The Painted Bird: an odyssey through Europe’s bloodlands4 min read
Václav Marhoul’s The Painted Bird is not an easy watch. From the very first scene – where a pet mink is burnt alive – the young, Jewish protagonist (Petr Kotlár) is faced with shockingly brutal and senseless acts of violence as he tries to find his way home in the midst of the Second World War.
The plot develops through a series of encounters – some touching, most malign – that give the film a bildungsroman feel where violence and trauma, rather than progress, are the uniting thread in the child’s development. Some episodes are reminiscent of some episodes from the Odyssey (Circe and the Cyclops), but these are probably coincidental given that the film displays such a comprehensive range of physical and sexual violence.
That is not to say, however, that there are no moments of beauty in the film; only that these moments are bookended by shocking moments of cruelty. During one of the film’s rare touching moments, the child joins an old bird-catcher in the field. Returning home, the man carefully takes one of the birds out of its cage, paints it white and releases it. What ensues is emblematic of the child’s wanderings: attempting to join a nearby flock, the bird is ostracised and attacked, soon falling dead to the ground.
The image of the painted bird – at once poetic and deeply disturbing – unites the otherwise disjointed encounters. The notion of innocence is important for the child and equally applies to a series of animals: the mink, the bird, a wounded horse, a goat, and cats – these last two both used in different ways for sexual pleasure. Despite the marked and beautifully-captured changes in season, the child does not age and his inability to perform sexually with the Circe-like Labina further underlines that innocence. Indeed, it could be argued that despite causing the deaths of two characters after they inflict physical and sexual aggressions on the child, his moral inculpability remains intact.
The Painted Bird is thus a forthright attack on simplistic notions of morality in the face of the absurd and debauched realities of war. Through his depictions of massacres, rape, domestic abuse, violence against animals and paedophilia, director Václav Marhoul puts the anarchy of war on full show: the bloodlands of Eastern Europe were not only caught between Hitler and Stalin, but also trapped in their own internal structures of depravity, inflamed by conflict. Vladimír Smutný’s cinematography is faultless in framing the brutality of each episode in the beautiful and haunting setting of Europe’s eastern plains.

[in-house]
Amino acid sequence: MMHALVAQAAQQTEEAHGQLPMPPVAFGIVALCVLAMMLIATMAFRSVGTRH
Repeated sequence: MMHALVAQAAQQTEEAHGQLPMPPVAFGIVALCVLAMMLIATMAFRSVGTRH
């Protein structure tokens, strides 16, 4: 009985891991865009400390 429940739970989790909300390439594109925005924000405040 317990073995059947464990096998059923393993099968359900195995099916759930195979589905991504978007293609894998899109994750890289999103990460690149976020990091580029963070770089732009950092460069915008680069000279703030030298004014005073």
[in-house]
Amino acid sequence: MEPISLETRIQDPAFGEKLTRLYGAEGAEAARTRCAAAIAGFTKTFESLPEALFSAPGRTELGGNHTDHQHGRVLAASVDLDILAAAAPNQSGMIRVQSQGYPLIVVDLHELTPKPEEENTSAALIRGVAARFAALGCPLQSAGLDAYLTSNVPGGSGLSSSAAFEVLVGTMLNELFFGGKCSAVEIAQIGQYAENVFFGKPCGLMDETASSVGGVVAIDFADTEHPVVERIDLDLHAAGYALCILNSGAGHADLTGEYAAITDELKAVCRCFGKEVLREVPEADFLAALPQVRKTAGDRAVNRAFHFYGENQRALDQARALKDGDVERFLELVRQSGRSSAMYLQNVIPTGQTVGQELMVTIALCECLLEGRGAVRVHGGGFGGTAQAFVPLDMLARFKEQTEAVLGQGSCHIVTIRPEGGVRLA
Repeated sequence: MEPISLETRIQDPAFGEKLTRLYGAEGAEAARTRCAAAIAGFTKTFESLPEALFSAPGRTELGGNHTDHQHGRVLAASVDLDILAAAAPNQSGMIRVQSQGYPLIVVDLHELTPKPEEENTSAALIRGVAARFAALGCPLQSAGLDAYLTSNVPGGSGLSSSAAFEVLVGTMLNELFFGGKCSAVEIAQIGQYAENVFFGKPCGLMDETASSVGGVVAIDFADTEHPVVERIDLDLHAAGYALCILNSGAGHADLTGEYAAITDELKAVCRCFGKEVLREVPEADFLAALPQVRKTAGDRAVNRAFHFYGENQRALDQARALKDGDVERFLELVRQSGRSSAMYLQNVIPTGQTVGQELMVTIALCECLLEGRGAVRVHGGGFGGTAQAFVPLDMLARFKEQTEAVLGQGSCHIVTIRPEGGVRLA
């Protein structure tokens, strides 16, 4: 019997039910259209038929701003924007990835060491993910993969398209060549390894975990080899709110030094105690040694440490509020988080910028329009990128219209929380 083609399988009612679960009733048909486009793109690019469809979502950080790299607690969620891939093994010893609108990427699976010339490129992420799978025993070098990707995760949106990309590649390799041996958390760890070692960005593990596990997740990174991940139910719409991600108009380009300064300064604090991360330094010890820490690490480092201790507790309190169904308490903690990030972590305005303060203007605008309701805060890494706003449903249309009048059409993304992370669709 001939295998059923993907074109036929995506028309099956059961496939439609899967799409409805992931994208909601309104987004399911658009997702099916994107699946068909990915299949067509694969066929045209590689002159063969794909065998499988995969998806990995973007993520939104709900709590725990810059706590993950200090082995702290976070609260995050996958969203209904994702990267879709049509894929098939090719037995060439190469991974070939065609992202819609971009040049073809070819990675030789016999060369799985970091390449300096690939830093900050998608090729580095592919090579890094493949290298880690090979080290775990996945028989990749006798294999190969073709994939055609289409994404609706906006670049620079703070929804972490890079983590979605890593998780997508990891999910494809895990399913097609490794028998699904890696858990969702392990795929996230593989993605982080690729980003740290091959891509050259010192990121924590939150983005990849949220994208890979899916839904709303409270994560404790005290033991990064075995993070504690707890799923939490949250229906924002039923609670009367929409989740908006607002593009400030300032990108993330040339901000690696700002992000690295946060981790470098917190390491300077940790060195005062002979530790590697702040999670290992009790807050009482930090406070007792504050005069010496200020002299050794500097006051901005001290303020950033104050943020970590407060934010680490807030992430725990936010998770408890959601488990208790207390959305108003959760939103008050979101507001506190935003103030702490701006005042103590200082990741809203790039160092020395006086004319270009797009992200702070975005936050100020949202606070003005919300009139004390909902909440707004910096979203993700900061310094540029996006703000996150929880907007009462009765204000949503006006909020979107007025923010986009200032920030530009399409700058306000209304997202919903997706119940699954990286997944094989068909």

Nonetheless, the frequency and senselessness of the violent acts ultimately dull the film’s message. One particular scene – in which a band of Cossacks and a troop of Nazis fight over a tiny village with horses, tanks and a plane – appears more gratuitous than shocking. Eventually the violence becomes predictable, and, in spite of the film’s epic length at 169 minutes, there is little time for critical reflection. As such, one cannot speak of great acting performances. Petr Kotlár’s resoluteness as the child is commendable, but feels slightly one-dimensional given the lack of character exploration. The Painted Bird also uncritically portrays what Svetlana Alexievich calls the unwomanly face of war: few female characters are awarded more than a few lines, and almost all are sexualised in perverse or horrific ways. Marhoul’s instrumentalisation of violence thus comes at the expense of a more profound narrative.
The final scene is a good illustration of the film’s shortcomings. Miraculously found by his father, the child does not respond when asked his name. Only when seeing the numbers tattooed on his father’s arm, does the child write his name in an apparent revivification of his identity. The message, then, is simple enough: the importance of remembering one’s identity. But the film’s shock-value renders the dénouement somewhat blunt. Indeed, all of the other characters’ names are disclosed and each of the films episodes is demarcated by title screens that indicate the names of the segment’s characters. At no point does the boy’s name become significant until the final scenes.
The Painted Bird certainly delivers on its promise to shock. It offers a brutal rendition of Europe’s bloodlands and the titular allegory is a particularly touching representation of the lived experiences of war. Ultimately, however, the preponderance of violence undermines the film’s rather crude final message. For anyone looking for a deeper look at war and trauma, The Painted Bird falls disappointingly short.